Trump threatens to 'devastate' Turkey's economy if it attacks Syria's Kurds

Trump threatens to 'devastate' Turkey's economy if it attacks Syria's Kurds
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President TrumpDonald John TrumpNASA exec leading moon mission quits weeks after appointment The Hill's Morning Report — After contentious week, Trump heads for Japan Frustration boils over with Senate's 'legislative graveyard' MORE on Sunday threatened to "devastate" Turkey's economy if it were to launch an attack on Kurdish fighters in Syria, as his administration prepares to withdraw troops from the war-torn country.

"Starting the long overdue pullout from Syria while hitting the little remaining ISIS [Islamic State in Iraq and Syria] territorial caliphate hard, and from many directions. Will attack again from existing nearby base if it reforms. Will devastate Turkey economically if they hit Kurds," Trump tweeted. 

The president also warned Kurdish fighters not to attack Turkey, and called for the establishment of a "safe zone" between Turkey and the U.S.-backed fighters.


Trump's tweets came amid ongoing criticism of his decision to pull U.S. forces out of Syria, where they have been assisting Kurdish fighters battling ISIS. The president initially made the announcement on Dec. 19, and the White House said troops would be leaving within 30 days. 

The administration later extended the withdrawal timeline to four months. Top officials, including Secretary of State Mike PompeoMichael (Mike) Richard PompeoOvernight Defense: Details on Senate's 0B defense bill | Bill rejects Trump plan to skirt budget caps | Backfills money for border wall | Defense chief says more troops could head to Mideast Trump defense chief: US may send more troops to Middle East amid Iran tensions Pompeo slams 'unconscionable' release of 'American Taliban' MORE and national security adviser John Bolton, have been touring the Middle East in recent days in an effort to assuage nervous allies in the region.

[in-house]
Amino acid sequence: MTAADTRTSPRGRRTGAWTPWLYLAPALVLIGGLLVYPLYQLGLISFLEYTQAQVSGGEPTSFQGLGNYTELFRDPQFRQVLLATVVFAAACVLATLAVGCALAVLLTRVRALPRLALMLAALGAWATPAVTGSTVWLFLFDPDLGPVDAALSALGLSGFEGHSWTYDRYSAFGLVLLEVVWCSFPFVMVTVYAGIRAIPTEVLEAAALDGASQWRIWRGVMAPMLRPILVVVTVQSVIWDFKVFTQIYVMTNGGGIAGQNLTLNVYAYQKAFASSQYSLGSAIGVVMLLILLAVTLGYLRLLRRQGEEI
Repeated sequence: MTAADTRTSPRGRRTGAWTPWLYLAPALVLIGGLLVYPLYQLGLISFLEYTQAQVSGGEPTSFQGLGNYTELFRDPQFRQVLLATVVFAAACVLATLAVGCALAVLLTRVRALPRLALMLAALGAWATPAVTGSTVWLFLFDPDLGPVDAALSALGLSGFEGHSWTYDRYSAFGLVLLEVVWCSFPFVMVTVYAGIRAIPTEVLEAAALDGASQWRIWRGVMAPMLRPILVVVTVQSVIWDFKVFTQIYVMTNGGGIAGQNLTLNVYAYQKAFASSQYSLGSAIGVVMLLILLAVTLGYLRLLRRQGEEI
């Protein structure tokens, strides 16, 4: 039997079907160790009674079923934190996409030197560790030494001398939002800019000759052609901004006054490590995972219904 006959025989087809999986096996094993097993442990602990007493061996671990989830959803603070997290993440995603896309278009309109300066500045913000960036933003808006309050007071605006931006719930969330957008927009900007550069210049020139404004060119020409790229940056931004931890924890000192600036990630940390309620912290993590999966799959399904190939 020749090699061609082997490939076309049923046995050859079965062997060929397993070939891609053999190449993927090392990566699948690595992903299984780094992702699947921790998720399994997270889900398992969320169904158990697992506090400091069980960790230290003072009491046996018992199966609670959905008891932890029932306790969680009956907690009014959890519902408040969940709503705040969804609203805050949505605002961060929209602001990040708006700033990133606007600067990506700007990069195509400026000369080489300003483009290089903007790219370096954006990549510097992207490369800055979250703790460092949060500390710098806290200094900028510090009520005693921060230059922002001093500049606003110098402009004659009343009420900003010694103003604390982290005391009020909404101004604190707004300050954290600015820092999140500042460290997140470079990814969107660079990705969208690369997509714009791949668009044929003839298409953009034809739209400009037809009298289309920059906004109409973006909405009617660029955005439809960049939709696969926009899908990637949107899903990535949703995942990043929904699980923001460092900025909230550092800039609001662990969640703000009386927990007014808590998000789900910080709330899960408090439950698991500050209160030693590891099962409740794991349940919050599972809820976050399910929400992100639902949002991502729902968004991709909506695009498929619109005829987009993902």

Complicating matters is the fact that the U.S.-backed Kurdish militias in Syria are considered by neighboring Turkey to be an extension of the Kurdistan Workers' Party, which Ankara considers a terrorist organization.

Critics of the administration's decision have expressed concern that Turkey will use the U.S. withdrawal as an opportunity to attack the Kurdish fighters. Turkish President Recep Tayyip Erdoğan earlier this month rejected Bolton's calls for the Kurdish fighters to be protected.

Since then, Pompeo has expressed optimism that a deal could be reached to ensure the Kurdish fighters' safety.